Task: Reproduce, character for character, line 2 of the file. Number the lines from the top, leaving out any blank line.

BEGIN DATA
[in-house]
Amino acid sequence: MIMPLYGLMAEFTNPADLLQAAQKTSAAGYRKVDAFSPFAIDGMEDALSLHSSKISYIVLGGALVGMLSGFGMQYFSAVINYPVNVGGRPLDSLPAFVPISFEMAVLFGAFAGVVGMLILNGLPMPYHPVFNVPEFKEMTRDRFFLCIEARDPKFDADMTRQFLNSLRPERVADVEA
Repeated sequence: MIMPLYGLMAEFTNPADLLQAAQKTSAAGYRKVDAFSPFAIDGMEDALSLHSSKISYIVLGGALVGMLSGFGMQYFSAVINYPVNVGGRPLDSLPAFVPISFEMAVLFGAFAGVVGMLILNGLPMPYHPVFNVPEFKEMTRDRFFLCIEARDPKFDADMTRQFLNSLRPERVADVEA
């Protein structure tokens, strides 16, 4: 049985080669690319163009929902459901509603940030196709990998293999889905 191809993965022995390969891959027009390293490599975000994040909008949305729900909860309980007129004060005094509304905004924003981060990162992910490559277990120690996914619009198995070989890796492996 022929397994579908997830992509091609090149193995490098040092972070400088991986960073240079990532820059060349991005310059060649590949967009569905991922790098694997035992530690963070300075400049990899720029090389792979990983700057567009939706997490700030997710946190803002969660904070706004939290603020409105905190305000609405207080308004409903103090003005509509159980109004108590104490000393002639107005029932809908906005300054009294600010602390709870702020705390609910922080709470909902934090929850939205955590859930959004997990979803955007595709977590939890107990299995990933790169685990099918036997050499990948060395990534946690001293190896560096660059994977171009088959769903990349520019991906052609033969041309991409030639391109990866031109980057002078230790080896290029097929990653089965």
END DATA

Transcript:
Amino acid sequence: MIMPLYGLMAEFTNPADLLQAAQKTSAAGYRKVDAFSPFAIDGMEDALSLHSSKISYIVLGGALVGMLSGFGMQYFSAVINYPVNVGGRPLDSLPAFVPISFEMAVLFGAFAGVVGMLILNGLPMPYHPVFNVPEFKEMTRDRFFLCIEARDPKFDADMTRQFLNSLRPERVADVEA